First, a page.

Berman & Asbel, LLP

Same sex marriage comes to NY; meaning for couples in PA

The path to full marriage equality in America took a big step forward with the legalization of same-sex marriage in New York.  Same-sex couples residing in Pennsylvania now have the option to travel to New York to be married.  What happens, however, when they return to Pennsylvania?

New York does not have a residency requirement before marriage so same-sex couples who choose to do so can get married in New York.  What does this mean for those who reside in Pennsylvania.  A same-sex couple that marries in New York will not have that marriage recognized by the Commonwealth of Pennsylvania.  This means that they must still file separate state income taxes.  If one of the spouses dies, the inheritance left to the surviving spouse will be subject to the 15 percent inheritance tax rate for non-relatives rather than the zero inheritance tax for a spouse - the effects of this tax can be mitigated through joint asset ownership and other estate planning.

Same-sex spouses in Pennsylvania do not have automatic rights of inheritance so those directives must be spelled out in wills and perhaps other estate planning instruments such as trusts.

Married same-sex couples in Pennsylvania will not automatically be recognized as having automatic rights to visitation in hospitals and to make medical decisions for their spouse.  However, this problem is addressed by executing a medical power of attorney naming the spouse.  Hospitals and medical providers are required by Pennsylvania law to honor these directives.

Some same-sex couples residing in Pennsylvania who get married in New York or another state that has legalized same-sex marriage can benefit immediately from eligibility for health insurance if one of the spouses happens to work for an employer that offers health insurance coverage to all employees' spouses regardless of the genders of the couple.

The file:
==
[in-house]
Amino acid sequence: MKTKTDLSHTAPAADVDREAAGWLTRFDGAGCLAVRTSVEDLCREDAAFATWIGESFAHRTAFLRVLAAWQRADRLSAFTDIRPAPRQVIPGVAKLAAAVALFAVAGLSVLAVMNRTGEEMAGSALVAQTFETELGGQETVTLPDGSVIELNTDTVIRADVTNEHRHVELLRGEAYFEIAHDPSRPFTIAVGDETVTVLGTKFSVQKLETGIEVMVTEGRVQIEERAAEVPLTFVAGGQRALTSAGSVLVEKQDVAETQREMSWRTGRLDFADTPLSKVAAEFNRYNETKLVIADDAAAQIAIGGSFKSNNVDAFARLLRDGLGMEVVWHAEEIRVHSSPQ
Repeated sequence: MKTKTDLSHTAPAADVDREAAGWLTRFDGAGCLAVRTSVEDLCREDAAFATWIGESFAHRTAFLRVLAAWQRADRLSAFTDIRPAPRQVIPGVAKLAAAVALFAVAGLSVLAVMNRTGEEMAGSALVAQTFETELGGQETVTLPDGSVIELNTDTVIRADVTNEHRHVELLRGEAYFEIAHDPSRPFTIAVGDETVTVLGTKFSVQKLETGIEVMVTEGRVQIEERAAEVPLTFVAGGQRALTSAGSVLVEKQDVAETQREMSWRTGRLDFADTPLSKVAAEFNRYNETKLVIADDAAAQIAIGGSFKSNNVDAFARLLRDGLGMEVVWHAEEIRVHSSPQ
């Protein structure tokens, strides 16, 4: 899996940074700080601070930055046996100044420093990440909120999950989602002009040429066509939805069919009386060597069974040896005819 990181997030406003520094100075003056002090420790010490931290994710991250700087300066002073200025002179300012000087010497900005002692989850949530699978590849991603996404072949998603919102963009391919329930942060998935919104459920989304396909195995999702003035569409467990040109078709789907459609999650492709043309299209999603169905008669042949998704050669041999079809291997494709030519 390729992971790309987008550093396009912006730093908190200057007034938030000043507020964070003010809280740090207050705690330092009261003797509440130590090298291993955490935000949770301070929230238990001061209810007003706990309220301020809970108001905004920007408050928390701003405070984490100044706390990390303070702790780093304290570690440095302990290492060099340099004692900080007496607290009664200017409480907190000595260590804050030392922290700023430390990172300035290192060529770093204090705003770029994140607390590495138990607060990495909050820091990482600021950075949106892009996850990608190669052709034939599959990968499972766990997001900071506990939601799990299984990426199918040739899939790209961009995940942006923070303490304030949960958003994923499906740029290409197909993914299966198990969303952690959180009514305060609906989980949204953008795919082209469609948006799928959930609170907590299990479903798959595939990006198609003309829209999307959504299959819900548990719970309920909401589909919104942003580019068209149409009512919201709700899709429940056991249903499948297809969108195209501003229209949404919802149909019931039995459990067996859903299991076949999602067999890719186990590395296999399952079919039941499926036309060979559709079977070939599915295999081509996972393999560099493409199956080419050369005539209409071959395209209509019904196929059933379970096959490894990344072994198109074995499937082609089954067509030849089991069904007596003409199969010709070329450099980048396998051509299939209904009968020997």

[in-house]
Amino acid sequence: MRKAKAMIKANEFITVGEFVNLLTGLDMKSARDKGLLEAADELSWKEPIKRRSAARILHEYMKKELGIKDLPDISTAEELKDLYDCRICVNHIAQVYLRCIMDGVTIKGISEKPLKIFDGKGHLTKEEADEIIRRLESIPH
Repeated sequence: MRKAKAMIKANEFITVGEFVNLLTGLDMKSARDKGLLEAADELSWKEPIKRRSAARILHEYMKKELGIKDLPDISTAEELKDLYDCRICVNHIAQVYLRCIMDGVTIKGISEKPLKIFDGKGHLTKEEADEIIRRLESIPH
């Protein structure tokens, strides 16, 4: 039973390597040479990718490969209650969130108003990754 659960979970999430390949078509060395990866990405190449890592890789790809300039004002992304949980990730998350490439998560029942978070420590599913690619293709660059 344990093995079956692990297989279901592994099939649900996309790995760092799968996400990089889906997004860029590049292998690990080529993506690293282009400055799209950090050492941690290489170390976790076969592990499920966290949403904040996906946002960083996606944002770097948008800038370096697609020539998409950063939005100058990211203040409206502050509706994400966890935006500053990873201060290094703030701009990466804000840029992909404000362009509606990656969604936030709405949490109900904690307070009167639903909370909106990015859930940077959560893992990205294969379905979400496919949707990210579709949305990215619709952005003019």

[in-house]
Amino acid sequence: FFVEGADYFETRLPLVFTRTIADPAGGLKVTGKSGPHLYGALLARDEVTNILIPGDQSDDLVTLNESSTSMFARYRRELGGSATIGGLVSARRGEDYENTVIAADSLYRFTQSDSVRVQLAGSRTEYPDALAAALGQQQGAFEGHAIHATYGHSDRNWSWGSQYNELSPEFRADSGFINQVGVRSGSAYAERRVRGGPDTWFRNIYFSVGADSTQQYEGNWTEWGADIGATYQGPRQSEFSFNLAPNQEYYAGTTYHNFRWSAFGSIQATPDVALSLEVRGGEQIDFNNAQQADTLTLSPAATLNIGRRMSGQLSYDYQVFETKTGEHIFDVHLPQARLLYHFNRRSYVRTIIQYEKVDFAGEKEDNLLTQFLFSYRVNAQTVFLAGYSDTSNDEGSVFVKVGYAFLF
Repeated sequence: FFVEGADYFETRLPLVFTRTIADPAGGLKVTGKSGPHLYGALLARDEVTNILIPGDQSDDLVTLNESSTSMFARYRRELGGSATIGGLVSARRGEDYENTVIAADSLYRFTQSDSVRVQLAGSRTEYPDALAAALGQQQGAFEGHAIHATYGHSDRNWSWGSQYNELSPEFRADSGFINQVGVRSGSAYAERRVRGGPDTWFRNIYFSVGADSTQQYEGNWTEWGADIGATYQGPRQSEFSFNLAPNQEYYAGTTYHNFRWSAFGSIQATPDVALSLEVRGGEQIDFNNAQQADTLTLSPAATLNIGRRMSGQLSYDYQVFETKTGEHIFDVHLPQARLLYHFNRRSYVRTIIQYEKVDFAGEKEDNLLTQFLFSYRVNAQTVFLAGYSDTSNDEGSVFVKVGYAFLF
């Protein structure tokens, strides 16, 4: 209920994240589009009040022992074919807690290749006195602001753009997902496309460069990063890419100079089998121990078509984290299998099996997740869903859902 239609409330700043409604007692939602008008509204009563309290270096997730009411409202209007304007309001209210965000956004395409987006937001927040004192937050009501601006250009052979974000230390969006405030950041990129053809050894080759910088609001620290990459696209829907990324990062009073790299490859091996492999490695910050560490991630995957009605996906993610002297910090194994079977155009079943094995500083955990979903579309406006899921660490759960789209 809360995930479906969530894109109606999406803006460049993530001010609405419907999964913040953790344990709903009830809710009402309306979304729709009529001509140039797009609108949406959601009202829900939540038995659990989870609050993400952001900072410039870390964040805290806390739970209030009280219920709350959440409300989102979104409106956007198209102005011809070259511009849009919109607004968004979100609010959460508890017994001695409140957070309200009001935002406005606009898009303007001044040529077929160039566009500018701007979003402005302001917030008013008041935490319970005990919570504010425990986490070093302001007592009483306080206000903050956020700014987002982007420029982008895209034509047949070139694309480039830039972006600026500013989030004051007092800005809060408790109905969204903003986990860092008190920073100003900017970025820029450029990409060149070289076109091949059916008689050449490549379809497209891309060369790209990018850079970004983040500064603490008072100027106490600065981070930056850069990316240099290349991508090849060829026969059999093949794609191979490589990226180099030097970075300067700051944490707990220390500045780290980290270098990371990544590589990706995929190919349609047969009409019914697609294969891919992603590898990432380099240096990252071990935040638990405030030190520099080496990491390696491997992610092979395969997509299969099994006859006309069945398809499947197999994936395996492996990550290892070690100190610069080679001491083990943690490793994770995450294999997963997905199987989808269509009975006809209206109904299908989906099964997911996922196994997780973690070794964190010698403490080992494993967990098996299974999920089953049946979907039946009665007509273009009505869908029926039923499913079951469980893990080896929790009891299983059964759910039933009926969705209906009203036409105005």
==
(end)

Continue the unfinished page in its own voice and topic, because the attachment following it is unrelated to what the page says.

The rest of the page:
Some same-sex couples who marry could choose to relocate to live in a state that recognizes their marriage such as New York.  While there are many benefits to residing in a state in which one's marriage is recognized, it is not necessarily a clear-cut decision.  For example, a married same-sex couple in New York could leave all of their estates to each other free of estate tax which can be a significant savings at the time one of the spouses dies.  However, New York's income tax is higher than Pennsylvania's.  New York has a graduated income tax starting at 4 percent and rising to 8 percent on income over $200,000.00.  In contrast, Pennsylvania's income tax is a flat 3.07 percent rate.  In addition, New York City has its own income tax.

Same-sex couples residing in New York would also have more work to do to file their state income taxes.  This is because New York state income tax is based upon figures generated in a federal income tax return.  So such couples would have to file their official federal income tax as two singles or one single and one head of household with the IRS.  Then, for New York purposes, that couple must prepare a "dummy" federal joint married return in order to file and pay their New York state income tax.

I would not necessarily recommend that a couple move because of these legal differences among the states as there are many personal, community and professional factors that go into the choice of residence but for some couples, it may be a discussion worth having.

These multiple hoops and complications for married same-sex couples exist largely due to the federal Defense of Marriage Act (DOMA) which defines marriage for federal government purposes as between a man and a woman and which enables states to refuse to recognize the legally valid marriages of same-sex couples entered in other states.  This means that a married same-sex couple cannot file a joint income tax return, they cannot benefit from the ability to make unlimited gifts free of estate or gift tax to the spouse, they cannot claim Social Security survivor benefits and other important rights.  DOMA is under attack in several lawsuits but for now, at least, it is still on the books.

For some married same-sex couples, DOMA actually saves them on federal income taxes.  This is because the so-called marriage penalty, in many instances causes a married couple to owe more in federal income tax than would be the case if the two individuals filed as two singles or one single and one head of household.

Readers should not solely rely on this note as legal advice but should consult with a competent attorney licensed in their state. You can also find more information in my firm's websites on Family Law and Wills and Estate Planning and Administration.

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